Berlusconi’s Rome is the fractured and hypocritical maelstrom of a city that Sorrentino paints on film. It is a Rome depicted in both the honeyed hues of the sun-kissed classical statues that abound and the primary coloured, vibrant, cocaine-sniffing, chain-smoking, high-living metropolis that is so stridently at odds with the beauty. This conflicting yet complementary contrast is the film’s thesis.
The satirical tone is set right at the start. The beauty of the city’s architecture, lovingly photographed by Luca Bigazzi, who won an Italian Golden Globe for his efforts, is thrown into comically sharp relief as an elderly Japanese tourist dies of a heart attack whilst drinking in the glory of the city’s seven hills. It is wickedly funny, profoundly pertinent and a prescient foretaste of what is to come.
We are introduced to Jep Gambardella, a suave, sixty-five year old novelist manqué and self-professed misanthrope, who has taken to journalism of the most frivolous kind. He is seemingly content with his affluent and dissipated lifestyle until he receives news from the husband of his first love that she has died. This awakes in him a destructive self-examination that demands that illusion and delusion be stripped away to discover essential truth. Truth about art, truth about life, truth, too, about death. In the hands of the brilliant Tony Servillo, Gambardella, quietly and elegantly reassesses his values as he meanders his way through the city, encountering and abandoning his acquaintances, or being abandoned by them.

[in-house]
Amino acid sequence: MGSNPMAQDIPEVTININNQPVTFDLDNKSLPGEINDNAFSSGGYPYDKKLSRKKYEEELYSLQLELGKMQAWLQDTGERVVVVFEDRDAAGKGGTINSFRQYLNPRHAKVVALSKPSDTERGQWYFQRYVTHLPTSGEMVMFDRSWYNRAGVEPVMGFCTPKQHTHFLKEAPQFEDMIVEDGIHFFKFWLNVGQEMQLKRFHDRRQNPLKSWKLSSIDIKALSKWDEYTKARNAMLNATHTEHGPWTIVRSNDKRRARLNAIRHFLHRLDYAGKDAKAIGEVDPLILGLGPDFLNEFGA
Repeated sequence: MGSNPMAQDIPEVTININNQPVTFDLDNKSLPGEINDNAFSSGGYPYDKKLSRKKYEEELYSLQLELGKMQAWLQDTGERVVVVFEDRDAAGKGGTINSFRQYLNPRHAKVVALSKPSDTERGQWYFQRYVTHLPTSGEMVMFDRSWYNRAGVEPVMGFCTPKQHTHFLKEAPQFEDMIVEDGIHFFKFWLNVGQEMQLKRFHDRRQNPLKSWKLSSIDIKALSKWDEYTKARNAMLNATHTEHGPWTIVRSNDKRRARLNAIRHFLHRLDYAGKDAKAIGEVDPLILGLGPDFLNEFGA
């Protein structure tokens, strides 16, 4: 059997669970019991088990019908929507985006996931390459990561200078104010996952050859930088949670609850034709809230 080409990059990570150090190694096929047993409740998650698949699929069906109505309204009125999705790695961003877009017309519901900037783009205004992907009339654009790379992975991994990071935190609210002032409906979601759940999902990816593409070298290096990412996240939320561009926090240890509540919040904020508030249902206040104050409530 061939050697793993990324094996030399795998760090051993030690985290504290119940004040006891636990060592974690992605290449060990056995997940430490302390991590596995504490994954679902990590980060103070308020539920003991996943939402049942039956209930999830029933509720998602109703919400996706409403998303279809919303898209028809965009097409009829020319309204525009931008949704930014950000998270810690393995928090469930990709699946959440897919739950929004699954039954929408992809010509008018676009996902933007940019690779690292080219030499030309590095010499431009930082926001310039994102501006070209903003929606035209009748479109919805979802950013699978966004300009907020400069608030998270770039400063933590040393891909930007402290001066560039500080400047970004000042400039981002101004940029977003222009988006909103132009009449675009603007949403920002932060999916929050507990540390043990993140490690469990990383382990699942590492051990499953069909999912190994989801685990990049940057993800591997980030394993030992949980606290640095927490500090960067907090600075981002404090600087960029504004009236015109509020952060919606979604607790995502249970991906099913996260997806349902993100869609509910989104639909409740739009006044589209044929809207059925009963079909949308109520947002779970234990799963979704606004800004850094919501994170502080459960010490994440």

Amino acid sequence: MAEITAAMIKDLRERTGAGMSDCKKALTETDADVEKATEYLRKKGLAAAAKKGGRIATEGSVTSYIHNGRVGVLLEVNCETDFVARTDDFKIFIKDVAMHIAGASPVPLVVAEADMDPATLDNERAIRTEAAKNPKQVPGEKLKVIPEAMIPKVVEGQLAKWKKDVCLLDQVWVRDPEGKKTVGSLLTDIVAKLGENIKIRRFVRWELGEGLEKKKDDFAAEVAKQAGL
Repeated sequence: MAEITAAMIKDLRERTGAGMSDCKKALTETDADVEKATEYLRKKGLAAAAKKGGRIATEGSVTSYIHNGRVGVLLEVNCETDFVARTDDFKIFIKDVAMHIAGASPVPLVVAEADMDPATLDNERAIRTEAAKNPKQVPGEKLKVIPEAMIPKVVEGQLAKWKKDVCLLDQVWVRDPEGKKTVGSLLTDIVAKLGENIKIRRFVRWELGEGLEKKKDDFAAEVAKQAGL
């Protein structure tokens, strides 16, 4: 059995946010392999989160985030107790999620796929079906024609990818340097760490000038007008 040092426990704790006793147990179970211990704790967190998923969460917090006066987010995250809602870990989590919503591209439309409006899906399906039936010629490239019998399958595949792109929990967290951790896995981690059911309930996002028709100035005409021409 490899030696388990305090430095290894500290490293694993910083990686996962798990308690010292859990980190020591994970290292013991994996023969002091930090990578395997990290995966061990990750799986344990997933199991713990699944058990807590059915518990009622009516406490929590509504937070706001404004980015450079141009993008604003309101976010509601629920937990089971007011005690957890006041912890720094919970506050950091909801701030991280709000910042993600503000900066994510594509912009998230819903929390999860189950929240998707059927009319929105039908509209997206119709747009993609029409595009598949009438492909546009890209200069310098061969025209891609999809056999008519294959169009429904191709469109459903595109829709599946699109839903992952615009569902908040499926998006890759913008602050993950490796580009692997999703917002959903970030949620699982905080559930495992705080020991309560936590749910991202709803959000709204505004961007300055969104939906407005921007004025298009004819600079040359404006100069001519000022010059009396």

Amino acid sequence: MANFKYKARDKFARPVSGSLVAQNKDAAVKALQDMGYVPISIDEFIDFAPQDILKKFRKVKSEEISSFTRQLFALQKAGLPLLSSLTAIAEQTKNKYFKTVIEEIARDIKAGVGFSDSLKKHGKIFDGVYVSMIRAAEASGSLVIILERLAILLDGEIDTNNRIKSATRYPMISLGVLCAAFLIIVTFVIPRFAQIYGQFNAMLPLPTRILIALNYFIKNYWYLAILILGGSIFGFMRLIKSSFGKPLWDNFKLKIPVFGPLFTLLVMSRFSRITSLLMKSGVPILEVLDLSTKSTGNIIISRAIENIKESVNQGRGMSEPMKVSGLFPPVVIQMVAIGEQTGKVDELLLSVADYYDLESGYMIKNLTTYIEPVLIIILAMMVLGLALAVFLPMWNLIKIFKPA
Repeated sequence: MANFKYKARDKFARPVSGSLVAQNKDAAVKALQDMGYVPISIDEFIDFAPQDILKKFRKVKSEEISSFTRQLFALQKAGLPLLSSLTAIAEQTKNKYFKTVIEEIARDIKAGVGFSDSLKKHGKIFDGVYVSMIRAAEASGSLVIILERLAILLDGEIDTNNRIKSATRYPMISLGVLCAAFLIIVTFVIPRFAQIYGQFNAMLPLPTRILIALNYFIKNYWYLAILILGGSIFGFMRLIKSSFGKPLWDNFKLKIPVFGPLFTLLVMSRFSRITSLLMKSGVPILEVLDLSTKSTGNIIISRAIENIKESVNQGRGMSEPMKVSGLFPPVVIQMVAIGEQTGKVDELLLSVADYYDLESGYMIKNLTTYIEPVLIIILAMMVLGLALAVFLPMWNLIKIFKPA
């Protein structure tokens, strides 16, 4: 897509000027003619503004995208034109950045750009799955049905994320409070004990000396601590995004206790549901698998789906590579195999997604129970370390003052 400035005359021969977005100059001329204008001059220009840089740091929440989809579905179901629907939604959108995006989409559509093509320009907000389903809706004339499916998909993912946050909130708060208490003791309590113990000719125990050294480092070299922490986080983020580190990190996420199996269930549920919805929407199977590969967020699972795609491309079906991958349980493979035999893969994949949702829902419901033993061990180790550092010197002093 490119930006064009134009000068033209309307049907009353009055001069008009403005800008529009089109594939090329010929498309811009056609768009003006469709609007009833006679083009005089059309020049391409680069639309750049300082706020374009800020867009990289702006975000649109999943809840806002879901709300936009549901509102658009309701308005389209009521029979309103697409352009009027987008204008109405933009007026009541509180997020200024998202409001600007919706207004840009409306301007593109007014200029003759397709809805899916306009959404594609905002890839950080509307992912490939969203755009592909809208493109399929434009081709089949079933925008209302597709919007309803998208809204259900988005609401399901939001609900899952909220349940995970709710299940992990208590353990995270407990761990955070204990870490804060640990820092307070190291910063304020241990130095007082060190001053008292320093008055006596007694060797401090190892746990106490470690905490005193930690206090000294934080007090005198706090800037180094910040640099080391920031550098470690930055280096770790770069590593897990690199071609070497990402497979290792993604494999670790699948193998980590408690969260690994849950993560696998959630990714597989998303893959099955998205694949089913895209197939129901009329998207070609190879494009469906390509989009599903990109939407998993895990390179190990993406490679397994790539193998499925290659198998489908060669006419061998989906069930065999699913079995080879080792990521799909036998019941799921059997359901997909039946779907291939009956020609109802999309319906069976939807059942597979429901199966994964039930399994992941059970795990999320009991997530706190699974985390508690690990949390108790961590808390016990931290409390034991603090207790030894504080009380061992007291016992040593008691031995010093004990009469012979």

The film presents a string of set piece vignettes some of which are very funny, some virtually epic, some profoundly moving. Contemporary art and religion are very much in the firing line. A naked woman performs a piece of live art by throwing herself headfirst into the wall of a stone aqueduct. A shadowy man has a case with keys to all the most beautiful and private collections of art and sculpture in Rome. A magician causes a giraffe to disappear. A Cardinal, next in line for the papacy, is more interested in discussing recipes than offering spiritual guidance.
Nowhere is the tension between the then and the now more poignantly realised than in an episode that sees a young man who has continued his father’s fascination by taking a portrait photograph of himself every day. These he has mounted on a wall of classical proportion and construction. As testimony to the passage of time and the insignificance of humanity it is ineffably sad and yet strangely uplifting at the same time.
Interspersed with these pictorial meditations on life, we are treated to rooftop discussions on the terrace of Gambardella’s luxurious apartment overlooking none other than the Colosseum itself. The pointlessness of struggle, the inevitability of death, the escapism offered by hedonism, the powerlessness of religion are experienced and debated by a coterie of the well-to-do who would just as soon party all through the night as anything else. And they do party very hard indeed.
Ultimately the film offers little hope. A saintly nun aged 104 strives painfully to climb a stone staircase of immeasurable length on her knuckles and knees towards an unattainable fresco of her saviour. Simultaneously, and to use his own words, Gambardella ultimately recognises his life to be little more than “blah, blah, blah”.
With a haunting musical score assembled by Lele Marchintelli, if this elegiac film is not a masterpiece, it is very near to being one.